AFM soldiers accused of migrant's murder - government launches inquiry
Two soldiers were this evening accused of the the murder of a migrant in a Detention Service van early yesterday, while a third was accused of perverting the course of justice.
Meanwhile, the Office of the Prime Minister this evening announced an inquiry into detention services following the migrant's death.
Sergeant Mark Anthony Dimech 44 of Gzira and Gunner Clive Cuschieri, 29 of Paola were accused of the murder of Abdalla Mohammed, 32, seriously injuring him and committing a crime they were duty bound to prevent.
Lance Corporal Gordon Pickard, 35 of Zabbar was accused of perverting the course of justice and committing a crime he was duty bound to prevent.
All pleaded not guilty.
In submissions for bail, Dr Franco Debono representing Cuschieri (with Rachel and Sarah Tua) said the charge of voluntary homicide was excessive and in the worst case scenario it should be involuntary homicide. He said this was not a case of one extreme to another since in the past there were more serious cases where officers shot at migrants and were not arraigned. He said one had to keep in mind the character of all involved. The accused were soldiers who had gone out to work. They were family men while the accused had escaped for three years and had clashes with other people in detention.
Dr Edward Gatt for Dimech said this was a case where the police had to satisfy the 'thirst of the media'.
Dr Mark Busuttil, representing Pickard, said his client just happened to the van when this case happened.
Prosecutor Inspector Keith Arnoud said the police were not anyone's puppets and did not act according to what was in the media. The police had spent 17 hours investigating the case and had not looked at what the media said. Five persons were investigated but only three had been arraigned, according to available evidence.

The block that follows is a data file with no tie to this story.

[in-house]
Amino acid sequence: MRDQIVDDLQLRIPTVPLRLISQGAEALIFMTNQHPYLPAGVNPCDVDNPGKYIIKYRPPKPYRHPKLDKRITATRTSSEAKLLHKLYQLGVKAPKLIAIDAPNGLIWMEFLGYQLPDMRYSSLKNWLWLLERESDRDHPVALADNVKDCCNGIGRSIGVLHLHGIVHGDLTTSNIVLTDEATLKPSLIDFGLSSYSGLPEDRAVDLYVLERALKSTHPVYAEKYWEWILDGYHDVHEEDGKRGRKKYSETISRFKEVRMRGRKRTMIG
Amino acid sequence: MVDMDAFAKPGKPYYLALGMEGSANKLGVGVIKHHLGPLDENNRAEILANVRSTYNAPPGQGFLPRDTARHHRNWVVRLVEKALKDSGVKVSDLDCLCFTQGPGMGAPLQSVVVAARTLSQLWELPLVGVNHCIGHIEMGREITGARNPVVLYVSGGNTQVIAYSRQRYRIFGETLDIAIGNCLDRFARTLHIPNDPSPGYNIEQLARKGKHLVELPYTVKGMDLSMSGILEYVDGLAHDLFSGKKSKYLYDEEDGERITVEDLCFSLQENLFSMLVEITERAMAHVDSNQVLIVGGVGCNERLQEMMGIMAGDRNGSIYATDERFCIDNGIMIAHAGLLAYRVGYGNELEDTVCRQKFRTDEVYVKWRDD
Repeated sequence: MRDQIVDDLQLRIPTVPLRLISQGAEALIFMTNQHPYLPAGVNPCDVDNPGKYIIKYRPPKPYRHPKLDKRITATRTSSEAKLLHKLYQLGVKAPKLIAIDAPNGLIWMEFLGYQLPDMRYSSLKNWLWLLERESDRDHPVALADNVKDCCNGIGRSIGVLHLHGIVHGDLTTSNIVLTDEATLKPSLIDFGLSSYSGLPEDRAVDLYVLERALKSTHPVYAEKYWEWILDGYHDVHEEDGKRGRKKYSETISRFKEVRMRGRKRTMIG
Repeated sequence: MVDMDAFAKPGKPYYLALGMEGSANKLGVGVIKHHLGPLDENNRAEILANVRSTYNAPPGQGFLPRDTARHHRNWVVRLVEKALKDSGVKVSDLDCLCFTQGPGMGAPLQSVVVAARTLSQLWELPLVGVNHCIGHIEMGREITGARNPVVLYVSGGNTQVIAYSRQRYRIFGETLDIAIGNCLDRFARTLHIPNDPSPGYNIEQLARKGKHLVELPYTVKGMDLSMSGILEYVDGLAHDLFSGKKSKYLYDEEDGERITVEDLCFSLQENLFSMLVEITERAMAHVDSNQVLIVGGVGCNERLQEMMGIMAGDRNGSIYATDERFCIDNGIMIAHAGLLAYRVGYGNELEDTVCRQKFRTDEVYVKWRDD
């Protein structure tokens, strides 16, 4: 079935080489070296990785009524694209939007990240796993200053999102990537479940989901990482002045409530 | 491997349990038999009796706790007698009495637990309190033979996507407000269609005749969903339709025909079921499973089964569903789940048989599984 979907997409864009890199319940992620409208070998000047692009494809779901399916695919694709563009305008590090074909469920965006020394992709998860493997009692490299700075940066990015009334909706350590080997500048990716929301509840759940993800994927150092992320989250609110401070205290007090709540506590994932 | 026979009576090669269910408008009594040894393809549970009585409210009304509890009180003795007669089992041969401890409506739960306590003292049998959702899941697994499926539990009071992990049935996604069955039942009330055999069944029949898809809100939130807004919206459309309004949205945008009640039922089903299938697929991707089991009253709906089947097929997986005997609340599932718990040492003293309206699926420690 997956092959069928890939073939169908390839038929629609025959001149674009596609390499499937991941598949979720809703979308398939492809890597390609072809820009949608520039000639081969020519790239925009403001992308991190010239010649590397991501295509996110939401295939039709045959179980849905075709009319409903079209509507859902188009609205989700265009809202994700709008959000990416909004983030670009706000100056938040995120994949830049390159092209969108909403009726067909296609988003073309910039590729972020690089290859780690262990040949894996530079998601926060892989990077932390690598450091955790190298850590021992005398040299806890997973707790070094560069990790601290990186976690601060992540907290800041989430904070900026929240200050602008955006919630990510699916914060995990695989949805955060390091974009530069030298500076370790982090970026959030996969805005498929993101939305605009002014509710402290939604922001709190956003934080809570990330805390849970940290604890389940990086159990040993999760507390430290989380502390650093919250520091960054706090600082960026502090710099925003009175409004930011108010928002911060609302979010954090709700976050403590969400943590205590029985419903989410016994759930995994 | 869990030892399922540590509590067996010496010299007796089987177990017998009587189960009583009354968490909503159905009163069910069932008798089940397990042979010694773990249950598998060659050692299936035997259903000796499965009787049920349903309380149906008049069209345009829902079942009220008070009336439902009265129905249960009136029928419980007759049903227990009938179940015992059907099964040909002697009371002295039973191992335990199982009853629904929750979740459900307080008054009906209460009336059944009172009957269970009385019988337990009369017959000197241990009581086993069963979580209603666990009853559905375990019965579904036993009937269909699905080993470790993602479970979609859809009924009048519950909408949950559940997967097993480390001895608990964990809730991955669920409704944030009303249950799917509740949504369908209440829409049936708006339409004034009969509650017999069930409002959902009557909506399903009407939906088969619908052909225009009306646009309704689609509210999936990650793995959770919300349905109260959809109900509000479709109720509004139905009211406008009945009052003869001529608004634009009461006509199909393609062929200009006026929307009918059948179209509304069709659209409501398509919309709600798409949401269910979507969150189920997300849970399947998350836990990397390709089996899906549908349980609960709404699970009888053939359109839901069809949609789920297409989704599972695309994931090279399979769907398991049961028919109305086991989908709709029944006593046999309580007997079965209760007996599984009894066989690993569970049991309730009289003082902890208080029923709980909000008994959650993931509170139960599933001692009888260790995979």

All were remanded in custody.
The arraignment was made in a hall full of relatives, many of them weepeing. The two soldiers accused of murder also burst into tears.
Earlier in the afternoon, the UNHCR called for a review of Malta's detention policy.
In the morning Opposition leader Joseph Muscat called for an inquiry into the management of migrants and said responsibility must be borne for what happened in the early hours of yesterday.
In its statement this evening, the Office of the Prime Minister said that following the death of Abdalla Mohammed, 32, it had prudently not commented until investigations were made.
Now that three persons had been arraigned, it wanted to declare that:
While one should respect the principle that all were innocent until proven guilty, the government reiterated its belief and commitment to the respect for the dignity and fundamental rights of all people, which rights had to be safeguarded at all times.
The OPM expressed concern about racist elements in the country and said these did not represent the country's values.
In announcing the inquiry, the Office said the inquiry would look into the circumstances of this case in the context also of recommendations in previous inquiries.
Prime Minister Lawrence Gonzi expressed his sorrow over what had happened.
A person who had come to Malta seeking a better life had met a tragic death.
"Let us all renew out commitment to the values of life in all circumstances, even when the choices are not easy," Dr Gonzi said.
The Labour Party welcomed the holding of the inquiry and said it should be transparent and cover every aspect of the management of closed and open migrants' centres.